Project description:FSGS is characterized by segmental scarring of the glomerulus and is a leading cause of kidney failure. Identification of genes causing FSGS has improved our understanding of disease mechanisms and points to defects in the glomerular epithelial cell, the podocyte, as a major factor in disease pathogenesis. Using a combination of genome-wide linkage studies and whole-exome sequencing in a kindred with familial FSGS, we identified a missense mutation R431C in anillin (ANLN), an F-actin binding cell cycle gene, as a cause of FSGS. We screened 250 additional families with FSGS and found another variant, G618C, that segregates with disease in a second family with FSGS. We demonstrate upregulation of anillin in podocytes in kidney biopsy specimens from individuals with FSGS and kidney samples from a murine model of HIV-1-associated nephropathy. Overexpression of R431C mutant ANLN in immortalized human podocytes results in enhanced podocyte motility. The mutant anillin displays reduced binding to the slit diaphragm-associated scaffold protein CD2AP. Knockdown of the ANLN gene in zebrafish morphants caused a loss of glomerular filtration barrier integrity, podocyte foot process effacement, and an edematous phenotype. Collectively, these findings suggest that anillin is important in maintaining the integrity of the podocyte actin cytoskeleton.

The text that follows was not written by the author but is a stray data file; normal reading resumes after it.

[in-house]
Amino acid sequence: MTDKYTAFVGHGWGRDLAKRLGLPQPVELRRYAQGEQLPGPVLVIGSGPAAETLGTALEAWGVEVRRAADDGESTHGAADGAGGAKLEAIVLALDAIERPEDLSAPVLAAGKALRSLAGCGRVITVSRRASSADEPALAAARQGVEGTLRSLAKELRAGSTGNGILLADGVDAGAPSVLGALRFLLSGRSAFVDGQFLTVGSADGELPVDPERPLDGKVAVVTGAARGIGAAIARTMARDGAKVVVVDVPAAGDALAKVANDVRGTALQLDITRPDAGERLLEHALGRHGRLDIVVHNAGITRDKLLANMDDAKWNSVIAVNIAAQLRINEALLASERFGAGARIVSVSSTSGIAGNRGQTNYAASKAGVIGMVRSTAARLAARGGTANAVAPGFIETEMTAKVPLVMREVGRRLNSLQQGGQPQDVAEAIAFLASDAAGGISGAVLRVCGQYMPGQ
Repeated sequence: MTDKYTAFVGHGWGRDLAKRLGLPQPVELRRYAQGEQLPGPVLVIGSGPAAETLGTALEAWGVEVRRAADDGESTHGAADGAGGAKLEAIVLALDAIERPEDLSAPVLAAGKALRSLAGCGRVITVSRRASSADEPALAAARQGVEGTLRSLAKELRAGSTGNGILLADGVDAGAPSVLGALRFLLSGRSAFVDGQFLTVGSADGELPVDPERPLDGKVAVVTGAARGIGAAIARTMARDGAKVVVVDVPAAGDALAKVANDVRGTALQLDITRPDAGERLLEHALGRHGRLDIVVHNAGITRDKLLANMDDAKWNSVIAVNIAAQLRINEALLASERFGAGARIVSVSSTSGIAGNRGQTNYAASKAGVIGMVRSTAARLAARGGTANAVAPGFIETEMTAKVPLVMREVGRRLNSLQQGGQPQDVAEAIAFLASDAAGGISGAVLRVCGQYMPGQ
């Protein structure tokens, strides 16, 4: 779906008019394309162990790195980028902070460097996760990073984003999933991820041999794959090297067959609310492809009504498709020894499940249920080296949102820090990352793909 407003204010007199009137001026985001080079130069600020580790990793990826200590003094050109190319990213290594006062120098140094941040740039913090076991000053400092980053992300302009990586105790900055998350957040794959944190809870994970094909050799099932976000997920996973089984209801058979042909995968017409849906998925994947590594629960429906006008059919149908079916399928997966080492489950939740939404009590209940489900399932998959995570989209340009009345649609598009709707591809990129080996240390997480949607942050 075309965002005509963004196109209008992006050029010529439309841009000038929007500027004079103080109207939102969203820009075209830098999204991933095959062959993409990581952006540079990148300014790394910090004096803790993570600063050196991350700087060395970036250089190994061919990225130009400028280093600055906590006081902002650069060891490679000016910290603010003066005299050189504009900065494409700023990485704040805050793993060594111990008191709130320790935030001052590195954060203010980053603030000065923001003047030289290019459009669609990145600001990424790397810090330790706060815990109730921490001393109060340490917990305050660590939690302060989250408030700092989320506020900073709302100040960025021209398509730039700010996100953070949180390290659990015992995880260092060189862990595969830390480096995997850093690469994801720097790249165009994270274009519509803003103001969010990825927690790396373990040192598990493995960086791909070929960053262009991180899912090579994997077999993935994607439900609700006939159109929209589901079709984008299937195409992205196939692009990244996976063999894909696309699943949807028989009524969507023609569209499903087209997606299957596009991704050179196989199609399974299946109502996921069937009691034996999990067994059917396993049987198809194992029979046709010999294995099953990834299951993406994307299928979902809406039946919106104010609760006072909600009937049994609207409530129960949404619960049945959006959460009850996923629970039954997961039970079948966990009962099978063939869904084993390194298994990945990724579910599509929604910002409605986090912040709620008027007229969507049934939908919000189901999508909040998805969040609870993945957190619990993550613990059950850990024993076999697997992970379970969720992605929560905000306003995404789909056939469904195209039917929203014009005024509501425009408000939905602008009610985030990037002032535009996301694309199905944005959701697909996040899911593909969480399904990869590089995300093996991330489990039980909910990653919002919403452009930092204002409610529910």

Project description:High levels of circulating TNF and its receptors, TNFR1 and TNFR2, predict the progression of diabetic kidney disease (DKD), but their contribution to organ damage in DKD remains largely unknown. Here, we investigated the function of local and systemic TNF in podocyte injury. We cultured human podocytes with sera collected from DKD patients, who displayed elevated TNF levels, and focal segmental glomerulosclerosis (FSGS) patients, whose TNF levels resembled those of healthy patients. Exogenous TNF administration or local TNF expression was equally sufficient to cause free cholesterol-dependent apoptosis in podocytes by acting through a dual mechanism that required a reduction in ATP-binding cassette transporter A1-mediated (ABCA1-mediated) cholesterol efflux and reduced cholesterol esterification by sterol-O-acyltransferase 1 (SOAT1). TNF-induced albuminuria was aggravated in mice with podocyte-specific ABCA1 deficiency and was partially prevented by cholesterol depletion with cyclodextrin. TNF-stimulated free cholesterol-dependent apoptosis in podocytes was mediated by nuclear factor of activated T cells 1 (NFATc1). ABCA1 overexpression or cholesterol depletion was sufficient to reduce albuminuria in mice with podocyte-specific NFATc1 activation. Our data implicate an NFATc1/ABCA1-dependent mechanism in which local TNF is sufficient to cause free cholesterol-dependent podocyte injury irrespective of TNF, TNFR1, or TNFR2 serum levels.